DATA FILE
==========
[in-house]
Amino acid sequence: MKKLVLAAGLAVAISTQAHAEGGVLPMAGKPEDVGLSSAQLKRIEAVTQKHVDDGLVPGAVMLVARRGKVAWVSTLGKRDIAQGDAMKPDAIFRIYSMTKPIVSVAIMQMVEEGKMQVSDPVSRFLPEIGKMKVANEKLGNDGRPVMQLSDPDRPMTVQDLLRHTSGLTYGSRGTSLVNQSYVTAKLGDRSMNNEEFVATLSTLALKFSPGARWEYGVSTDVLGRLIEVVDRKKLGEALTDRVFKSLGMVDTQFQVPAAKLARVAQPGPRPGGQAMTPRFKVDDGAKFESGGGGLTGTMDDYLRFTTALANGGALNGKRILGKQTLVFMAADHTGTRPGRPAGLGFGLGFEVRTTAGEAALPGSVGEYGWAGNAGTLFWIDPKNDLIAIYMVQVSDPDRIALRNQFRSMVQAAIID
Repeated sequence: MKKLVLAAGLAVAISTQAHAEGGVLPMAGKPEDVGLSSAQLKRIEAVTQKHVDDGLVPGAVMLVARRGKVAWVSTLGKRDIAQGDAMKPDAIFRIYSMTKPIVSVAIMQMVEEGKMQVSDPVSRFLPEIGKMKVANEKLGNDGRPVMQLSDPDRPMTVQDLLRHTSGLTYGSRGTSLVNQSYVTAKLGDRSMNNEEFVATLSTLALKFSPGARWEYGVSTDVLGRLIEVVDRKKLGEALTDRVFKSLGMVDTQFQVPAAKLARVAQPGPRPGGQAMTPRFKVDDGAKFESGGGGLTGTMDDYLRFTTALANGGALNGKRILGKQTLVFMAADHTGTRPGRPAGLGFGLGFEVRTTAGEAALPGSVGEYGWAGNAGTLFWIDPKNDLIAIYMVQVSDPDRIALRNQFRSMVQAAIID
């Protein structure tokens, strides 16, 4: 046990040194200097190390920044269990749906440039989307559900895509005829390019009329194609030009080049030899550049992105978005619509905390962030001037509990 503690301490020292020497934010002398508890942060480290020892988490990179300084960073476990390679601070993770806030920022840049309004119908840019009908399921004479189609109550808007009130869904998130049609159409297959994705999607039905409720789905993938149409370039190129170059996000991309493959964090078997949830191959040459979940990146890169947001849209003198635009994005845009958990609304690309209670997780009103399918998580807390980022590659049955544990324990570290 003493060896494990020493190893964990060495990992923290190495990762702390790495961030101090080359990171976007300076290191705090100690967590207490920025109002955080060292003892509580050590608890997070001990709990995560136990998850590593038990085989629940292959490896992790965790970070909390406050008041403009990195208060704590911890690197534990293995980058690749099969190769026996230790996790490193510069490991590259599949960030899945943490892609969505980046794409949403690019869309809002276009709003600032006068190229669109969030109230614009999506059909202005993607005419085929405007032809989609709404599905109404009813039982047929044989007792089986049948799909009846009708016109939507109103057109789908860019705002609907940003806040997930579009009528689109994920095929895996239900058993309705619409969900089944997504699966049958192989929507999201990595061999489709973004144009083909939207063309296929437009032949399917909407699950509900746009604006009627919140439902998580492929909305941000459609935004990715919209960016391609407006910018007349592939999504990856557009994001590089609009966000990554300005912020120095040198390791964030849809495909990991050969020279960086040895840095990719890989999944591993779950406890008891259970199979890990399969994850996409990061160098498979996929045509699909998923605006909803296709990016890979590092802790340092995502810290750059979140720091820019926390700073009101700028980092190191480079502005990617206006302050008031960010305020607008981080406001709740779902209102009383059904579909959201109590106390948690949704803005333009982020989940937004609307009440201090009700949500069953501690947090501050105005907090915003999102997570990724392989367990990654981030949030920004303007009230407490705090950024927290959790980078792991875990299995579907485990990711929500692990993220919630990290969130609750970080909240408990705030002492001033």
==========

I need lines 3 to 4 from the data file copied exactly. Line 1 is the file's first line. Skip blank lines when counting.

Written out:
Repeated sequence: MKKLVLAAGLAVAISTQAHAEGGVLPMAGKPEDVGLSSAQLKRIEAVTQKHVDDGLVPGAVMLVARRGKVAWVSTLGKRDIAQGDAMKPDAIFRIYSMTKPIVSVAIMQMVEEGKMQVSDPVSRFLPEIGKMKVANEKLGNDGRPVMQLSDPDRPMTVQDLLRHTSGLTYGSRGTSLVNQSYVTAKLGDRSMNNEEFVATLSTLALKFSPGARWEYGVSTDVLGRLIEVVDRKKLGEALTDRVFKSLGMVDTQFQVPAAKLARVAQPGPRPGGQAMTPRFKVDDGAKFESGGGGLTGTMDDYLRFTTALANGGALNGKRILGKQTLVFMAADHTGTRPGRPAGLGFGLGFEVRTTAGEAALPGSVGEYGWAGNAGTLFWIDPKNDLIAIYMVQVSDPDRIALRNQFRSMVQAAIID
């Protein structure tokens, strides 16, 4: 046990040194200097190390920044269990749906440039989307559900895509005829390019009329194609030009080049030899550049992105978005619509905390962030001037509990 503690301490020292020497934010002398508890942060480290020892988490990179300084960073476990390679601070993770806030920022840049309004119908840019009908399921004479189609109550808007009130869904998130049609159409297959994705999607039905409720789905993938149409370039190129170059996000991309493959964090078997949830191959040459979940990146890169947001849209003198635009994005845009958990609304690309209670997780009103399918998580807390980022590659049955544990324990570290 003493060896494990020493190893964990060495990992923290190495990762702390790495961030101090080359990171976007300076290191705090100690967590207490920025109002955080060292003892509580050590608890997070001990709990995560136990998850590593038990085989629940292959490896992790965790970070909390406050008041403009990195208060704590911890690197534990293995980058690749099969190769026996230790996790490193510069490991590259599949960030899945943490892609969505980046794409949403690019869309809002276009709003600032006068190229669109969030109230614009999506059909202005993607005419085929405007032809989609709404599905109404009813039982047929044989007792089986049948799909009846009708016109939507109103057109789908860019705002609907940003806040997930579009009528689109994920095929895996239900058993309705619409969900089944997504699966049958192989929507999201990595061999489709973004144009083909939207063309296929437009032949399917909407699950509900746009604006009627919140439902998580492929909305941000459609935004990715919209960016391609407006910018007349592939999504990856557009994001590089609009966000990554300005912020120095040198390791964030849809495909990991050969020279960086040895840095990719890989999944591993779950406890008891259970199979890990399969994850996409990061160098498979996929045509699909998923605006909803296709990016890979590092802790340092995502810290750059979140720091820019926390700073009101700028980092190191480079502005990617206006302050008031960010305020607008981080406001709740779902209102009383059904579909959201109590106390948690949704803005333009982020989940937004609307009440201090009700949500069953501690947090501050105005907090915003999102997570990724392989367990990654981030949030920004303007009230407490705090950024927290959790980078792991875990299995579907485990990711929500692990993220919630990290969130609750970080909240408990705030002492001033």